Christine Andrews can’t begin to guess how many tickets she’s torn in half. ‘Millions,’ she says, ‘I’ve been here since 1978. The Labia’s her night job. By day she chars and looks after her grandchildren. She used to have a torch and show patrons to their seats, but now ‘everyone sits where they like.’ And she’s seen a lot of movies. ‘I love cinema,’ she says. ‘I’d watch all the films. Friday was horror night and there were wonderful festivals. But I’m very picky these days.’
What’s it like being an usher for 38 years? ‘I meet a lot of people, she says, ripping tickets as we speak. ‘But if the Labia was a person I’d divorce them. It’s getting too much. I’m getting married, so maybe my husband will support me so I can leave.’
Harold ran a restaurant in Sea Point and Ludi was his customer. ‘He used to come in with his sexy girlfriend and I got to know them,’ says Harold. ‘He said he needed a food and drink counter at the Labia and was I interested? There was nothing here when I came, just a dirty couch and this big picture of Venice. I put in a counter, fridges, chairs, everything. And it was a good move. The city centre’s growing up. There are more young people and they like the style of the Labia. It’s got heart.’
There’s trouble on the horizon, however. Ludi doesn’t own the building, which belongs to the local government and is attached to the Western Cape Racing and Gambling Board. It’s a valuable inner-city property that could probably earn more for its owner if it was demolished and developed as a block of flats. The huge costs Ludi has incurred turning it into four theatres could go up in a puff of dust. ‘There was a time when this worried me,’ he said, ‘but things are looking up now. I’m sure I’ll get another lease.’
An almost bigger problem is the changing nature of cinema. ‘The industry in South Africa is controlled by only two companies, NuMetro and Ster Kinekor,’ says Ludi. ‘We’re like a pilchard in a shark’s pond. They’re the importers of film and they go for commercial stuff. If we import art movies we can only show them here and not sell them on. That makes it expensive.
‘And the format’s changing. We need a new projector. Also movies are big budget so fewer art movies are being made – or they’re made but sidelined by the big commercial outfits. We rely on nothing but box office and digital stuff is expensive.’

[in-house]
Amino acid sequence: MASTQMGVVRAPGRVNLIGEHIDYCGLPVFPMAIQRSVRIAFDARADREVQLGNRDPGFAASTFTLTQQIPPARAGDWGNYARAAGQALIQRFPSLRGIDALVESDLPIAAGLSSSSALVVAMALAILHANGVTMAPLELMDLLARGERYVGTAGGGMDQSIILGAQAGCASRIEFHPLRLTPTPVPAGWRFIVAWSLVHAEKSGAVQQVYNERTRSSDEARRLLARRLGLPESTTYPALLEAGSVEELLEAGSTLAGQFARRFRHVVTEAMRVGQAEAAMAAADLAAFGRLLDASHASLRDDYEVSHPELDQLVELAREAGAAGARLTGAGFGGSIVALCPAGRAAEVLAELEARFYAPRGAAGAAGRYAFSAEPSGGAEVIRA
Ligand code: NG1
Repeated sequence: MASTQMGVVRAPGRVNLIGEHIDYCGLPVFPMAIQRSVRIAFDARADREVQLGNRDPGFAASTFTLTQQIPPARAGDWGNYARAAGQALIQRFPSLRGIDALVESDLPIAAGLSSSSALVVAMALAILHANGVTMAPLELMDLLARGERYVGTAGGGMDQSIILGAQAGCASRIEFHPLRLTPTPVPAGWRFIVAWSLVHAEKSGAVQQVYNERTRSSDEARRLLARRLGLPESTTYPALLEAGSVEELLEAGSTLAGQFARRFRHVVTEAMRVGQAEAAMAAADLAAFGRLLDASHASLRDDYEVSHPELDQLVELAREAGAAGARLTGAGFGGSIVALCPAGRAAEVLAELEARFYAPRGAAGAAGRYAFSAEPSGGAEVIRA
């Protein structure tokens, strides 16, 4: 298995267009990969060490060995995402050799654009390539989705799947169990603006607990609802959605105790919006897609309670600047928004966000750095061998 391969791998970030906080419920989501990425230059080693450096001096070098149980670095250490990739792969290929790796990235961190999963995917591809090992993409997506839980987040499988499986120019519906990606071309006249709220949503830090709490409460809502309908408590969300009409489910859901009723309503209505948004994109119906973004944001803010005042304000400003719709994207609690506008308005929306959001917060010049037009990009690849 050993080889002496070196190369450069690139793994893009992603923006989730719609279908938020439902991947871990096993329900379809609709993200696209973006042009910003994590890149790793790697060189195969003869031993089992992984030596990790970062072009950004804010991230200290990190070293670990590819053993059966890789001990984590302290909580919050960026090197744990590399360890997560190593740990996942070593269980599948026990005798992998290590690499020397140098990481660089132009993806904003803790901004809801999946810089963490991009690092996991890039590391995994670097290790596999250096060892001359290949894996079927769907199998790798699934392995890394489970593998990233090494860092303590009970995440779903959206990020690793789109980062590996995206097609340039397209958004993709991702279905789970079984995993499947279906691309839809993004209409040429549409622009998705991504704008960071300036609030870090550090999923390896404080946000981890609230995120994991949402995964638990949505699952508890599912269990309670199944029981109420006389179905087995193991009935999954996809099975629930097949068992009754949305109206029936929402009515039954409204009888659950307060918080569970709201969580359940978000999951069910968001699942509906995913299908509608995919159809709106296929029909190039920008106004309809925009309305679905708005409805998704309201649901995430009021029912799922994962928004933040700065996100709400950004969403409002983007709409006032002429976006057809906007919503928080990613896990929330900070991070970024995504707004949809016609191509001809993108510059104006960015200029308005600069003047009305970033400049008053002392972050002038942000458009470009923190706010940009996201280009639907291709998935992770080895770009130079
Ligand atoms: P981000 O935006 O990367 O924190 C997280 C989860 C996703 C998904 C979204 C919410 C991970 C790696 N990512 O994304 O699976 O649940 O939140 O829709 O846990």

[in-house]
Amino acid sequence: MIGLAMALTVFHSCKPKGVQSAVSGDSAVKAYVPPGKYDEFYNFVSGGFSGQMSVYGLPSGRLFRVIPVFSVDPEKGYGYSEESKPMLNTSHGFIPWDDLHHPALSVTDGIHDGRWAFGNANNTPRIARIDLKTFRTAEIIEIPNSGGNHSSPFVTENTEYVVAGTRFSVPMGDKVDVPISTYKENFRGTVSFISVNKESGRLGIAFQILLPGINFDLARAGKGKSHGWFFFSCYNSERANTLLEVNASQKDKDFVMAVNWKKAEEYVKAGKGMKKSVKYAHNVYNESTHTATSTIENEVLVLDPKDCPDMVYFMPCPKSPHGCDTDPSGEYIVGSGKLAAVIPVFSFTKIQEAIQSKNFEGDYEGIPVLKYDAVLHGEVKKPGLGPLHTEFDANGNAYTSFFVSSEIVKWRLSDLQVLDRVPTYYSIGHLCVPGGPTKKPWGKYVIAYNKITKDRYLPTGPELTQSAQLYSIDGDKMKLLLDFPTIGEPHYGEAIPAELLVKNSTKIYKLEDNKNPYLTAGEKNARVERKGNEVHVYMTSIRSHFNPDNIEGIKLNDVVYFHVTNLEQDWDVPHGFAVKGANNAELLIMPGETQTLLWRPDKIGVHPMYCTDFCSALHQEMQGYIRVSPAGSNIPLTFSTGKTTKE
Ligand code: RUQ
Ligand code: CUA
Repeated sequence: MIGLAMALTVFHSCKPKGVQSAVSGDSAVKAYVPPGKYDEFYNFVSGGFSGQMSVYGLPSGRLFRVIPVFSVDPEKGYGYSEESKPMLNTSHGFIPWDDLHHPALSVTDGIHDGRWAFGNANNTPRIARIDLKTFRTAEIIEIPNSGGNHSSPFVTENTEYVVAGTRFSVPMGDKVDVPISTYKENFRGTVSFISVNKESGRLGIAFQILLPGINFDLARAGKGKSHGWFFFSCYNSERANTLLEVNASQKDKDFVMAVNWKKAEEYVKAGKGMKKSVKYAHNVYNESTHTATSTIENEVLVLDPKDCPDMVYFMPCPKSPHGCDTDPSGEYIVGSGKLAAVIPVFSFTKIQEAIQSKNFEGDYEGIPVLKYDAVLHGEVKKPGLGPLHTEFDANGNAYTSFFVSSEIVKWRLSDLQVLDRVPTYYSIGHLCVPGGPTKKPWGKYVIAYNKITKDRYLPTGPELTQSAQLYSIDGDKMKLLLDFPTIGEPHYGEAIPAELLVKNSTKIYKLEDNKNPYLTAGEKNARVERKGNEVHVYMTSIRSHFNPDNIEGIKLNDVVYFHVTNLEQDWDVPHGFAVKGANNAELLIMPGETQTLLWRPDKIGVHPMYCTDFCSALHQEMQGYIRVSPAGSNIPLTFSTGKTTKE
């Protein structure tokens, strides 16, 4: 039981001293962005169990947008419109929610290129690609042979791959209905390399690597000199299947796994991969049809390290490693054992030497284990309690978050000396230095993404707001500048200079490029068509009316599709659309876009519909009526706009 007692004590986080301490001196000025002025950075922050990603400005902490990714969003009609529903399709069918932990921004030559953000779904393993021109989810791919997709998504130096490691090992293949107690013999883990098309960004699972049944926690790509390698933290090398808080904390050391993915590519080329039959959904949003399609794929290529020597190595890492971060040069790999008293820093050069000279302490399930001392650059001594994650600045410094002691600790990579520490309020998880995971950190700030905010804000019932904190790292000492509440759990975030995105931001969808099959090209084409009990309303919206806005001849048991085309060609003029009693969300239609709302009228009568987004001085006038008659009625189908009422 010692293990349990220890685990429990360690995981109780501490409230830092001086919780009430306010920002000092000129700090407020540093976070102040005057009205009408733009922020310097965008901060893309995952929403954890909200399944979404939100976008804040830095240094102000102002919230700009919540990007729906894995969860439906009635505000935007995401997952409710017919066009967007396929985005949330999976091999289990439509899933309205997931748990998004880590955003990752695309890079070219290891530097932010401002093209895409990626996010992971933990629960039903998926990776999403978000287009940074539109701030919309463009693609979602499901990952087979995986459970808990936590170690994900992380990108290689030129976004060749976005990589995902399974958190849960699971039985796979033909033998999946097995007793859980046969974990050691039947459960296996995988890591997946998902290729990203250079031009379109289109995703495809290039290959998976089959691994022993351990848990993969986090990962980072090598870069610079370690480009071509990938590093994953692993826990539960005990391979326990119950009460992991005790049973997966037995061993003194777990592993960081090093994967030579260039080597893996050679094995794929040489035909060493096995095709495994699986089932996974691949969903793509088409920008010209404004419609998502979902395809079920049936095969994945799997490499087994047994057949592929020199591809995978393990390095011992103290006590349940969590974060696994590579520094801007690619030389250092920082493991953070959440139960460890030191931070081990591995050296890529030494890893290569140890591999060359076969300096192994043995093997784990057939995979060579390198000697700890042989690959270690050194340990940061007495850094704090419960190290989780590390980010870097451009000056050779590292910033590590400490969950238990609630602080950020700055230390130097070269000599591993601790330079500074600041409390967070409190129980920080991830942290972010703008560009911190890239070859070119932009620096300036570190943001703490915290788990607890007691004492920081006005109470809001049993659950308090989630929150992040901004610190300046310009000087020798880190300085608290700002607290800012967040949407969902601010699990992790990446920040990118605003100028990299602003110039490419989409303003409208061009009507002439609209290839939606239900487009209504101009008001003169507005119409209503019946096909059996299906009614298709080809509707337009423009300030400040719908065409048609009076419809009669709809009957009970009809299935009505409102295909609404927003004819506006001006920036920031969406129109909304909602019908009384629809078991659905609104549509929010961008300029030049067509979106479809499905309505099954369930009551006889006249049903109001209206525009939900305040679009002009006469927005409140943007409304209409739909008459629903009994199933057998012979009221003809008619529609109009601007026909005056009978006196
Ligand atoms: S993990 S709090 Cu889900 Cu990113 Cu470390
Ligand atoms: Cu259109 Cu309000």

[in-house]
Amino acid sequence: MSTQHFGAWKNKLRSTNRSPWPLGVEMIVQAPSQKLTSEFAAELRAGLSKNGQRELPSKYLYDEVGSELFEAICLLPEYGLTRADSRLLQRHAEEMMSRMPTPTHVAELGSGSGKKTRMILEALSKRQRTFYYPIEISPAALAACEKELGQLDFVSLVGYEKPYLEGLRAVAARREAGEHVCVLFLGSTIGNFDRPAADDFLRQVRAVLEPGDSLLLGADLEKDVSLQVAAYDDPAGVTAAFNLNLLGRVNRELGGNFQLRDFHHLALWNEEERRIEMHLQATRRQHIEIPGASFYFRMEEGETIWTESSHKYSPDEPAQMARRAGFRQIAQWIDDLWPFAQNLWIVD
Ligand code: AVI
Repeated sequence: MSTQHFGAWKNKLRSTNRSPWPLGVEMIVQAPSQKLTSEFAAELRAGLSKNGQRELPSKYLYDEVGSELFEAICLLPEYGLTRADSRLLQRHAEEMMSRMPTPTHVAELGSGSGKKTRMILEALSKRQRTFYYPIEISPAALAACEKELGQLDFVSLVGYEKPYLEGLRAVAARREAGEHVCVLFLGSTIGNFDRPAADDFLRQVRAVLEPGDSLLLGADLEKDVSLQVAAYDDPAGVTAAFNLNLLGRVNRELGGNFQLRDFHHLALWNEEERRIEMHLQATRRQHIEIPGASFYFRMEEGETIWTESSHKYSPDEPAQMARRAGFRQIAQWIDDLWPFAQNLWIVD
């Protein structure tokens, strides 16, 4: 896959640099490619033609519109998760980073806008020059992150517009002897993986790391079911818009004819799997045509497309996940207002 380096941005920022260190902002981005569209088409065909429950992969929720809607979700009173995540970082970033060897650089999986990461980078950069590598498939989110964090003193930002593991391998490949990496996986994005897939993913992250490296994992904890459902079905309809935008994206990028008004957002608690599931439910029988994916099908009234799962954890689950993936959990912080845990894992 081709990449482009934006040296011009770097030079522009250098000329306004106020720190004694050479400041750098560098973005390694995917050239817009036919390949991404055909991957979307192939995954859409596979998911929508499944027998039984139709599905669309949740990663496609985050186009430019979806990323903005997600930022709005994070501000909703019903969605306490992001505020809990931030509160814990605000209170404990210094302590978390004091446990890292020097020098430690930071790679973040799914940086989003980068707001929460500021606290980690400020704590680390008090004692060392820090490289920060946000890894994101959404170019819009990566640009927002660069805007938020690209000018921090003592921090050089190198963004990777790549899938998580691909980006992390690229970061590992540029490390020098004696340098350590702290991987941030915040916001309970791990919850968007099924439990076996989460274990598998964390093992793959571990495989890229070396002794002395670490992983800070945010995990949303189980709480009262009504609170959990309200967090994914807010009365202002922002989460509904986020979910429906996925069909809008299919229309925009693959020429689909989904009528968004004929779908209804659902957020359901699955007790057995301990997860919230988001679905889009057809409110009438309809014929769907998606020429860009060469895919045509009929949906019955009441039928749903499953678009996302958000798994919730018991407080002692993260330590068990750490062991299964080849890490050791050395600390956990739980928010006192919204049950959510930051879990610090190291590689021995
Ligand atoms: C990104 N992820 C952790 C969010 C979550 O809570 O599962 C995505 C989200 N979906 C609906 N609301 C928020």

I sat at Harold’s bar and asked what he thought about the future of the Labia. He poured a glass of red wine for me and stared out the door at the evening traffic rushing past. ‘First it was celluloid, then plastic film. Then it was DVDs and Blue-Ray and now 3D. It’s expensive to move film around. And messy. So the obvious future of cinema is to have a central office somewhere in the world from where films can be downloaded via satellite or cable right into the projector at the press of a button. Distributers will save millions. It’s coming. Then bye bye film and bye bye Labia. It’s only a matter of time. You can’t tool up a little arthouse cinema to handle that sort of thing.’
Cinemagoers were queuing up at the ticket kiosk where Rose Nhlapo was doing a brisk trade. She’s been there for 15 years and sells more single than double tickets because, she says, ‘people are comfortable to come here.’ There was a cluster round the chocolate bar waiting for popcorn and Harold got busy doing coffees, warming pies and pouring wine.
I went up the steep stairs to see what Redwaan was up to in the projection box. He peered round a projector higher than his head and grinned. ‘You know, when I was younger I couldn’t fathom how little pictures on a piece of plastic could make things happen out there on a big white screen,’ he said over the clatter of a spinning reel. ‘I still think it’s a kind of magic.’
Over the next few days, everyone working at the Labia told me it was a precarious job, arthouse was dying, technology was changing, movies were going to be beamed down from the sky, they’d been there too long, it was time for a change. But as I watched them spinning reels, chatting with moviegoers, selling philosophy together with popcorn and smiles with tickets, I didn’t believe a word of it.